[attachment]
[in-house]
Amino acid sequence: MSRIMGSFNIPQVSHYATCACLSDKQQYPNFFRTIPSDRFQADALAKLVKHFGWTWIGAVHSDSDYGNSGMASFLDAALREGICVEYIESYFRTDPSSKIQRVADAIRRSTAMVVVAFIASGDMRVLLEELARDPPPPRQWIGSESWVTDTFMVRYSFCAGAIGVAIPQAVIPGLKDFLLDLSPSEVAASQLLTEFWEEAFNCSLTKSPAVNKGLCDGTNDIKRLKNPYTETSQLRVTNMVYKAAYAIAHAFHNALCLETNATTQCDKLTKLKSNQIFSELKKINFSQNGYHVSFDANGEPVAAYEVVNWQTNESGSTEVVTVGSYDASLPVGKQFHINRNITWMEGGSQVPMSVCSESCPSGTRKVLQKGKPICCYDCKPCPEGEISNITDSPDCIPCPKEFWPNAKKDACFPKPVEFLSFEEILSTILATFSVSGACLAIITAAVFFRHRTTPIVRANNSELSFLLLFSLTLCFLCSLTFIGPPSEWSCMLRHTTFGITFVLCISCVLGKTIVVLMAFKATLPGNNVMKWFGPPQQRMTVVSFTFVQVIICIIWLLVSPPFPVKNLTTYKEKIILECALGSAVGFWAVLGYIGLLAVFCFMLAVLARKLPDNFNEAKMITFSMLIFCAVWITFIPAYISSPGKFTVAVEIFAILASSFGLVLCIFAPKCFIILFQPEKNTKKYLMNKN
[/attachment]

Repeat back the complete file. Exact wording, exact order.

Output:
[in-house]
Amino acid sequence: MSRIMGSFNIPQVSHYATCACLSDKQQYPNFFRTIPSDRFQADALAKLVKHFGWTWIGAVHSDSDYGNSGMASFLDAALREGICVEYIESYFRTDPSSKIQRVADAIRRSTAMVVVAFIASGDMRVLLEELARDPPPPRQWIGSESWVTDTFMVRYSFCAGAIGVAIPQAVIPGLKDFLLDLSPSEVAASQLLTEFWEEAFNCSLTKSPAVNKGLCDGTNDIKRLKNPYTETSQLRVTNMVYKAAYAIAHAFHNALCLETNATTQCDKLTKLKSNQIFSELKKINFSQNGYHVSFDANGEPVAAYEVVNWQTNESGSTEVVTVGSYDASLPVGKQFHINRNITWMEGGSQVPMSVCSESCPSGTRKVLQKGKPICCYDCKPCPEGEISNITDSPDCIPCPKEFWPNAKKDACFPKPVEFLSFEEILSTILATFSVSGACLAIITAAVFFRHRTTPIVRANNSELSFLLLFSLTLCFLCSLTFIGPPSEWSCMLRHTTFGITFVLCISCVLGKTIVVLMAFKATLPGNNVMKWFGPPQQRMTVVSFTFVQVIICIIWLLVSPPFPVKNLTTYKEKIILECALGSAVGFWAVLGYIGLLAVFCFMLAVLARKLPDNFNEAKMITFSMLIFCAVWITFIPAYISSPGKFTVAVEIFAILASSFGLVLCIFAPKCFIILFQPEKNTKKYLMNKN